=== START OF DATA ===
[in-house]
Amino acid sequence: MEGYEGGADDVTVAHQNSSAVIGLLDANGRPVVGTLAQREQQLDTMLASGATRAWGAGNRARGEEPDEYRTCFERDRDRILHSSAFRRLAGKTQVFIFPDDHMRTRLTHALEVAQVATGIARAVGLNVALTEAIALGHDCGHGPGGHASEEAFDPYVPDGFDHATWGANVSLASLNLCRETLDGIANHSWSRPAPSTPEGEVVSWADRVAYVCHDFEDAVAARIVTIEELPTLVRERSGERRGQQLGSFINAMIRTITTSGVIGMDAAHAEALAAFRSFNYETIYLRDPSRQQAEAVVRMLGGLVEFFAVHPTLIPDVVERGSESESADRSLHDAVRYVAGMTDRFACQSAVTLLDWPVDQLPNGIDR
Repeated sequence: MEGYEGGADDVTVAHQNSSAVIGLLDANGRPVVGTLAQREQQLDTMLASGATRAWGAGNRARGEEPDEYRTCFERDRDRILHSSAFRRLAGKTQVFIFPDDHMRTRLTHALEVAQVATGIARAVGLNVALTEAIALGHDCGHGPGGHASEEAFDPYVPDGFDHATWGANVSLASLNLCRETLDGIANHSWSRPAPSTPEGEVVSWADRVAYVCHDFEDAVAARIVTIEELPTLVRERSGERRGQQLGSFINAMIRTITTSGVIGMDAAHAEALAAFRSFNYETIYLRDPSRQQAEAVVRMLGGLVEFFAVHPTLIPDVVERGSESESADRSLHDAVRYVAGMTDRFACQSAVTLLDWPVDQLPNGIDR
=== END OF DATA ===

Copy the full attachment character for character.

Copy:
[in-house]
Amino acid sequence: MEGYEGGADDVTVAHQNSSAVIGLLDANGRPVVGTLAQREQQLDTMLASGATRAWGAGNRARGEEPDEYRTCFERDRDRILHSSAFRRLAGKTQVFIFPDDHMRTRLTHALEVAQVATGIARAVGLNVALTEAIALGHDCGHGPGGHASEEAFDPYVPDGFDHATWGANVSLASLNLCRETLDGIANHSWSRPAPSTPEGEVVSWADRVAYVCHDFEDAVAARIVTIEELPTLVRERSGERRGQQLGSFINAMIRTITTSGVIGMDAAHAEALAAFRSFNYETIYLRDPSRQQAEAVVRMLGGLVEFFAVHPTLIPDVVERGSESESADRSLHDAVRYVAGMTDRFACQSAVTLLDWPVDQLPNGIDR
Repeated sequence: MEGYEGGADDVTVAHQNSSAVIGLLDANGRPVVGTLAQREQQLDTMLASGATRAWGAGNRARGEEPDEYRTCFERDRDRILHSSAFRRLAGKTQVFIFPDDHMRTRLTHALEVAQVATGIARAVGLNVALTEAIALGHDCGHGPGGHASEEAFDPYVPDGFDHATWGANVSLASLNLCRETLDGIANHSWSRPAPSTPEGEVVSWADRVAYVCHDFEDAVAARIVTIEELPTLVRERSGERRGQQLGSFINAMIRTITTSGVIGMDAAHAEALAAFRSFNYETIYLRDPSRQQAEAVVRMLGGLVEFFAVHPTLIPDVVERGSESESADRSLHDAVRYVAGMTDRFACQSAVTLLDWPVDQLPNGIDR